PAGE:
Cardinal, born in the Kingdom of Leon, Spain, c. 1482; died at Veroli, Italy, 5 Nov., 1540. He was the son of Diego Fernandez de Quiñones, Count of Luna, was educated as a page of Cardinal Ximenes, and at the age of sixteen entered the Order of Friars Minor in the convent of Los Angeles (Spain), taking the name of Francis of the Angels (1498). Having completed his studies, he successively discharged all the various offices of his orders as custos, commissary general, and minister general. In 1521 he had obtained special permission and faculties from Leo X to go to the missions in America, together with Father Glapion, O.F.M., confessor of Charles V, but Glapion died in the same year, and Quiñones was elected commissary general of the Ultramontane Franciscans (1521-23). In the general chapter of the order at Burgos, in 1523, he was elected minister general (1523-27). As general, he visited the convents of Spain (1523-25), and a great part of Italy and Belgium (1525-27), promoted studies, maintained general discipline, and was not less active in behalf of missions. In 1524 he sent twelve missionaries to Mexico, among them Father Juan Juarez, who later became the first bishop within the present territory of the United States. (See Engelhardt, "The Missions and Missionaries of California ", San Francisco, 1908, I, 604).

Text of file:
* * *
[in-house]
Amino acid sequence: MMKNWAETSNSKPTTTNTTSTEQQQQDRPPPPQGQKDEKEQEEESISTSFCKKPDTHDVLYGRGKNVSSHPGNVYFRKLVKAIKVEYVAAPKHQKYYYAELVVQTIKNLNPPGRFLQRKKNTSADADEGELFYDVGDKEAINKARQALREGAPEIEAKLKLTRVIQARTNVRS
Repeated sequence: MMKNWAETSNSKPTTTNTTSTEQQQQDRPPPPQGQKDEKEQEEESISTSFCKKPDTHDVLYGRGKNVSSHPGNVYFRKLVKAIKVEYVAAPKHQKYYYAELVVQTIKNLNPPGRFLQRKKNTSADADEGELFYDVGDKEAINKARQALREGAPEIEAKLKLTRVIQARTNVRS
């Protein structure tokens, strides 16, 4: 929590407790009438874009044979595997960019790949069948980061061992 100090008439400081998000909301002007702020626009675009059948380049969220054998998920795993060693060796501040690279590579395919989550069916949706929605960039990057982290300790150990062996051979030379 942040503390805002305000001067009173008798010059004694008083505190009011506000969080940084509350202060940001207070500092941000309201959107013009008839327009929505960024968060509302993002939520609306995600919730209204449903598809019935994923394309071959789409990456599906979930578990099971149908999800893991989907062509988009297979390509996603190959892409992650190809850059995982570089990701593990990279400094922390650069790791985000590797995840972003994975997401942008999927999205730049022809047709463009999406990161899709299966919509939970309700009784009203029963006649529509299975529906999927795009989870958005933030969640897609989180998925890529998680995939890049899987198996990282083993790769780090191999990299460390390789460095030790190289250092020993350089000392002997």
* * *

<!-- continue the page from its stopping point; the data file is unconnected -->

After the sack of Rome and the imprisonment of Clement VII (May, 1527), Quiñones, who was distantly related to Charles V , and also his confidant, seemed the aptest man to effect the release of the pope, and a full reconciliation between him and the emperor. He was thrice sent to the emperor for this purpose, and his efforts were crowned with success by the deliverance of Clement (Dec., 1527), and the treaties of Barcelona (1528) and Cambrai (1529). As these embassies rendered his effective government of the order impossible, Quiñones renounced the generalship in December, 1527, and in September of the following year he was created cardinal of the title of S. Croce in Gerusalemme, hence his name "Cardinal of the Holy Cross". From 1530 to 1533 he was also Bishop of Coria, in Spain, and for a short time, in 1539, administrator of Acerno (Naples), but he was never Cardinal Bishop at Palestrina, as some authors assert. Cardinal Quiñones always occupied a distinguished position in the Sacred College and closely followed the movement of the Reformation in Germany. When Paul III contemplated assembling a general council at Mantua, he sent (1536) the Cardinal of the Holy Cross to Ferdinand I, King of the Romans and of Hungary, to promote that cause. The cardinal, however, did not live to see the opening of the Council of Trent in 1545. His body was brought from Veroli to Rome and buried in his titular church in a tomb which he had prepared himself.
Quiñones left some legislative compilations for his order, but is best known for his reform of the Roman Breviary undertaken by the order of Clement VII.
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